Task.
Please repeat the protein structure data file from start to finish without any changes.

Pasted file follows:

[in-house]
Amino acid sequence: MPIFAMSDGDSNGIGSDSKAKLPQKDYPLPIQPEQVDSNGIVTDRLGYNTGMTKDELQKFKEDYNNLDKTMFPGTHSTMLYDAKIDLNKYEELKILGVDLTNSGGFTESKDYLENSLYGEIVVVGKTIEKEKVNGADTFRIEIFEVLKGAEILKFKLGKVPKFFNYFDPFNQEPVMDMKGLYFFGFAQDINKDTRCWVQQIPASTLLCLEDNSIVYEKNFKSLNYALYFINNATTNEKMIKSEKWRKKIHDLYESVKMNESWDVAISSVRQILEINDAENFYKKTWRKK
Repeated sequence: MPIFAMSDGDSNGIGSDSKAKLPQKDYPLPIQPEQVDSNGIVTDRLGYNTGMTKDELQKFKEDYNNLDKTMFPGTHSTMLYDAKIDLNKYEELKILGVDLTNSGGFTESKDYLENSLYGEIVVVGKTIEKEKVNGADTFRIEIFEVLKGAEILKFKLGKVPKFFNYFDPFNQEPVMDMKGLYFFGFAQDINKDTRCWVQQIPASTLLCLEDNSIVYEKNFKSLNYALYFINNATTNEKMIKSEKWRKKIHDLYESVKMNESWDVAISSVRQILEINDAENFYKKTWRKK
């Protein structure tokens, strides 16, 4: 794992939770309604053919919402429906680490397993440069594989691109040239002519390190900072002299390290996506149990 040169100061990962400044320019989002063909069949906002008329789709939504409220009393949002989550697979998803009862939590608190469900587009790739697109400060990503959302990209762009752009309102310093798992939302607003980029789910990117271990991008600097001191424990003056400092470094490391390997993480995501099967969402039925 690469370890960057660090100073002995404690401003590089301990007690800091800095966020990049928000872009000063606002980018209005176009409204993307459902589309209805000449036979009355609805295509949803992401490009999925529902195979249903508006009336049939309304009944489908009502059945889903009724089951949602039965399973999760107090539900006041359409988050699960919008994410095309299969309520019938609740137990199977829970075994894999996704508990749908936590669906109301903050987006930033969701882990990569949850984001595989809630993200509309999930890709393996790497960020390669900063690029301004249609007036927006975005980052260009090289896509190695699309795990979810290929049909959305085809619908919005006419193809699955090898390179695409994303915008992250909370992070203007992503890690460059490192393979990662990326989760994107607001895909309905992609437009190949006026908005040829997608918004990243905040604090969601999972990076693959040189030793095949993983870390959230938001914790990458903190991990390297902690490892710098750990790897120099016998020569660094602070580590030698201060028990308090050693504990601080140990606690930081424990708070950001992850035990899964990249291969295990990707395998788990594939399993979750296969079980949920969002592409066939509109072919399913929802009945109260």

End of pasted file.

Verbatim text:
[in-house]
Amino acid sequence: MPIFAMSDGDSNGIGSDSKAKLPQKDYPLPIQPEQVDSNGIVTDRLGYNTGMTKDELQKFKEDYNNLDKTMFPGTHSTMLYDAKIDLNKYEELKILGVDLTNSGGFTESKDYLENSLYGEIVVVGKTIEKEKVNGADTFRIEIFEVLKGAEILKFKLGKVPKFFNYFDPFNQEPVMDMKGLYFFGFAQDINKDTRCWVQQIPASTLLCLEDNSIVYEKNFKSLNYALYFINNATTNEKMIKSEKWRKKIHDLYESVKMNESWDVAISSVRQILEINDAENFYKKTWRKK
Repeated sequence: MPIFAMSDGDSNGIGSDSKAKLPQKDYPLPIQPEQVDSNGIVTDRLGYNTGMTKDELQKFKEDYNNLDKTMFPGTHSTMLYDAKIDLNKYEELKILGVDLTNSGGFTESKDYLENSLYGEIVVVGKTIEKEKVNGADTFRIEIFEVLKGAEILKFKLGKVPKFFNYFDPFNQEPVMDMKGLYFFGFAQDINKDTRCWVQQIPASTLLCLEDNSIVYEKNFKSLNYALYFINNATTNEKMIKSEKWRKKIHDLYESVKMNESWDVAISSVRQILEINDAENFYKKTWRKK
């Protein structure tokens, strides 16, 4: 794992939770309604053919919402429906680490397993440069594989691109040239002519390190900072002299390290996506149990 040169100061990962400044320019989002063909069949906002008329789709939504409220009393949002989550697979998803009862939590608190469900587009790739697109400060990503959302990209762009752009309102310093798992939302607003980029789910990117271990991008600097001191424990003056400092470094490391390997993480995501099967969402039925 690469370890960057660090100073002995404690401003590089301990007690800091800095966020990049928000872009000063606002980018209005176009409204993307459902589309209805000449036979009355609805295509949803992401490009999925529902195979249903508006009336049939309304009944489908009502059945889903009724089951949602039965399973999760107090539900006041359409988050699960919008994410095309299969309520019938609740137990199977829970075994894999996704508990749908936590669906109301903050987006930033969701882990990569949850984001595989809630993200509309999930890709393996790497960020390669900063690029301004249609007036927006975005980052260009090289896509190695699309795990979810290929049909959305085809619908919005006419193809699955090898390179695409994303915008992250909370992070203007992503890690460059490192393979990662990326989760994107607001895909309905992609437009190949006026908005040829997608918004990243905040604090969601999972990076693959040189030793095949993983870390959230938001914790990458903190991990390297902690490892710098750990790897120099016998020569660094602070580590030698201060028990308090050693504990601080140990606690930081424990708070950001992850035990899964990249291969295990990707395998788990594939399993979750296969079980949920969002592409066939509109072919399913929802009945109260």